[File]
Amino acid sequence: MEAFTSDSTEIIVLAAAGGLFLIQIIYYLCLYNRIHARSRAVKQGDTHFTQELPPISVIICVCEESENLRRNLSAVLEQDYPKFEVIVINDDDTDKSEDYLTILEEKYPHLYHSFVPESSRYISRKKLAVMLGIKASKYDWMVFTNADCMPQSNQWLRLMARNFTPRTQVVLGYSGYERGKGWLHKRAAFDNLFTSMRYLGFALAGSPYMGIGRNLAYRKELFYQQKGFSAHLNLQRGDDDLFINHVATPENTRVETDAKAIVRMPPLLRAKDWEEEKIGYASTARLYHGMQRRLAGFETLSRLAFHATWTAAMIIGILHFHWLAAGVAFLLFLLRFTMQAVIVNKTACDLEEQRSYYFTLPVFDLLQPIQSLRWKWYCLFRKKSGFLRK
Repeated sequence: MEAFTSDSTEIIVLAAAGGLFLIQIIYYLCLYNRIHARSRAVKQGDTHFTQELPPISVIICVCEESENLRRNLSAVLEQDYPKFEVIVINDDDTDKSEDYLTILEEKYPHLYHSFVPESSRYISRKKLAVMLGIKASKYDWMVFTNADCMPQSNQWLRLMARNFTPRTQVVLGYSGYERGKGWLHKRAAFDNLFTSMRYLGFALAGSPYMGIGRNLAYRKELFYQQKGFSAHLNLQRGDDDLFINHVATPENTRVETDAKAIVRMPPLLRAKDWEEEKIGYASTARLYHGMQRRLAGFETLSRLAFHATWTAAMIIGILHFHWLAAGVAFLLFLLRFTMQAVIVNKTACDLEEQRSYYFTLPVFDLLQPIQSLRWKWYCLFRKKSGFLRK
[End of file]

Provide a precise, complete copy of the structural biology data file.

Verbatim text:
Amino acid sequence: MEAFTSDSTEIIVLAAAGGLFLIQIIYYLCLYNRIHARSRAVKQGDTHFTQELPPISVIICVCEESENLRRNLSAVLEQDYPKFEVIVINDDDTDKSEDYLTILEEKYPHLYHSFVPESSRYISRKKLAVMLGIKASKYDWMVFTNADCMPQSNQWLRLMARNFTPRTQVVLGYSGYERGKGWLHKRAAFDNLFTSMRYLGFALAGSPYMGIGRNLAYRKELFYQQKGFSAHLNLQRGDDDLFINHVATPENTRVETDAKAIVRMPPLLRAKDWEEEKIGYASTARLYHGMQRRLAGFETLSRLAFHATWTAAMIIGILHFHWLAAGVAFLLFLLRFTMQAVIVNKTACDLEEQRSYYFTLPVFDLLQPIQSLRWKWYCLFRKKSGFLRK
Repeated sequence: MEAFTSDSTEIIVLAAAGGLFLIQIIYYLCLYNRIHARSRAVKQGDTHFTQELPPISVIICVCEESENLRRNLSAVLEQDYPKFEVIVINDDDTDKSEDYLTILEEKYPHLYHSFVPESSRYISRKKLAVMLGIKASKYDWMVFTNADCMPQSNQWLRLMARNFTPRTQVVLGYSGYERGKGWLHKRAAFDNLFTSMRYLGFALAGSPYMGIGRNLAYRKELFYQQKGFSAHLNLQRGDDDLFINHVATPENTRVETDAKAIVRMPPLLRAKDWEEEKIGYASTARLYHGMQRRLAGFETLSRLAFHATWTAAMIIGILHFHWLAAGVAFLLFLLRFTMQAVIVNKTACDLEEQRSYYFTLPVFDLLQPIQSLRWKWYCLFRKKSGFLRK